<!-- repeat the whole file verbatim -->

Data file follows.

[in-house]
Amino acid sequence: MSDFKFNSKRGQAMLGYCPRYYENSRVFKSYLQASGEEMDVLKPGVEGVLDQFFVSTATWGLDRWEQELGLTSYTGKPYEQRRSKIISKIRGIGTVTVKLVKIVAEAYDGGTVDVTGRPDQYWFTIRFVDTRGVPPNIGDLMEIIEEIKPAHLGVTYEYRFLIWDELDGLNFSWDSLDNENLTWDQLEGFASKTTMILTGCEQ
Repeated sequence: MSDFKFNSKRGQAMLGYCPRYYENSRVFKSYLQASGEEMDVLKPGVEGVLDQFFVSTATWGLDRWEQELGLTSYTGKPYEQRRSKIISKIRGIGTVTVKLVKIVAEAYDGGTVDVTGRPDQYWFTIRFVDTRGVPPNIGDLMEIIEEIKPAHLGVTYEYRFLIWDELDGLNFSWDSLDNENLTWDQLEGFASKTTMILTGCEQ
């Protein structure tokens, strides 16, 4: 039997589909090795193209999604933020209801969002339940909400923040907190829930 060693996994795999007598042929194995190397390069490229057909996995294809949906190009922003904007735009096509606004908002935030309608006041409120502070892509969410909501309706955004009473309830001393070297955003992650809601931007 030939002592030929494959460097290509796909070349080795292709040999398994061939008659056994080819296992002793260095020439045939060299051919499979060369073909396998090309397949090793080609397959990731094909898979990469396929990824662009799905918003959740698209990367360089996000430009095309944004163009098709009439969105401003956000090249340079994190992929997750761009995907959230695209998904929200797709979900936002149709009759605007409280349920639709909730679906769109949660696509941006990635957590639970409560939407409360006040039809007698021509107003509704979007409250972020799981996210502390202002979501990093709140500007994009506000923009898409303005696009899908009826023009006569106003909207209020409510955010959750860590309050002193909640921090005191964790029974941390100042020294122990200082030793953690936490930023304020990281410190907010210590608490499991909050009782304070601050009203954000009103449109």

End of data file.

[in-house]
Amino acid sequence: MSDFKFNSKRGQAMLGYCPRYYENSRVFKSYLQASGEEMDVLKPGVEGVLDQFFVSTATWGLDRWEQELGLTSYTGKPYEQRRSKIISKIRGIGTVTVKLVKIVAEAYDGGTVDVTGRPDQYWFTIRFVDTRGVPPNIGDLMEIIEEIKPAHLGVTYEYRFLIWDELDGLNFSWDSLDNENLTWDQLEGFASKTTMILTGCEQ
Repeated sequence: MSDFKFNSKRGQAMLGYCPRYYENSRVFKSYLQASGEEMDVLKPGVEGVLDQFFVSTATWGLDRWEQELGLTSYTGKPYEQRRSKIISKIRGIGTVTVKLVKIVAEAYDGGTVDVTGRPDQYWFTIRFVDTRGVPPNIGDLMEIIEEIKPAHLGVTYEYRFLIWDELDGLNFSWDSLDNENLTWDQLEGFASKTTMILTGCEQ
């Protein structure tokens, strides 16, 4: 039997589909090795193209999604933020209801969002339940909400923040907190829930 060693996994795999007598042929194995190397390069490229057909996995294809949906190009922003904007735009096509606004908002935030309608006041409120502070892509969410909501309706955004009473309830001393070297955003992650809601931007 030939002592030929494959460097290509796909070349080795292709040999398994061939008659056994080819296992002793260095020439045939060299051919499979060369073909396998090309397949090793080609397959990731094909898979990469396929990824662009799905918003959740698209990367360089996000430009095309944004163009098709009439969105401003956000090249340079994190992929997750761009995907959230695209998904929200797709979900936002149709009759605007409280349920639709909730679906769109949660696509941006990635957590639970409560939407409360006040039809007698021509107003509704979007409250972020799981996210502390202002979501990093709140500007994009506000923009898409303005696009899908009826023009006569106003909207209020409510955010959750860590309050002193909640921090005191964790029974941390100042020294122990200082030793953690936490930023304020990281410190907010210590608490499991909050009782304070601050009203954000009103449109």